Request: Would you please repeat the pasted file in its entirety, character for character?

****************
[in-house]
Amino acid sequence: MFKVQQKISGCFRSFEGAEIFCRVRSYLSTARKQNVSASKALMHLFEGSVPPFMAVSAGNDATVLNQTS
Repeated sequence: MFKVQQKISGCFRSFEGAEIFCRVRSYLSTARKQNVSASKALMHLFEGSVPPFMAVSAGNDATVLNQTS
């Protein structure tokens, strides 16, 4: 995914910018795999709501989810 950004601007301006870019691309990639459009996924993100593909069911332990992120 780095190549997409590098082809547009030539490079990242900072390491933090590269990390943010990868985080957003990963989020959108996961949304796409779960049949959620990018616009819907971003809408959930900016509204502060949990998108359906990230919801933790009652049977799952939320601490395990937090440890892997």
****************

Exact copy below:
[in-house]
Amino acid sequence: MFKVQQKISGCFRSFEGAEIFCRVRSYLSTARKQNVSASKALMHLFEGSVPPFMAVSAGNDATVLNQTS
Repeated sequence: MFKVQQKISGCFRSFEGAEIFCRVRSYLSTARKQNVSASKALMHLFEGSVPPFMAVSAGNDATVLNQTS
């Protein structure tokens, strides 16, 4: 995914910018795999709501989810 950004601007301006870019691309990639459009996924993100593909069911332990992120 780095190549997409590098082809547009030539490079990242900072390491933090590269990390943010990868985080957003990963989020959108996961949304796409779960049949959620990018616009819907971003809408959930900016509204502060949990998108359906990230919801933790009652049977799952939320601490395990937090440890892997």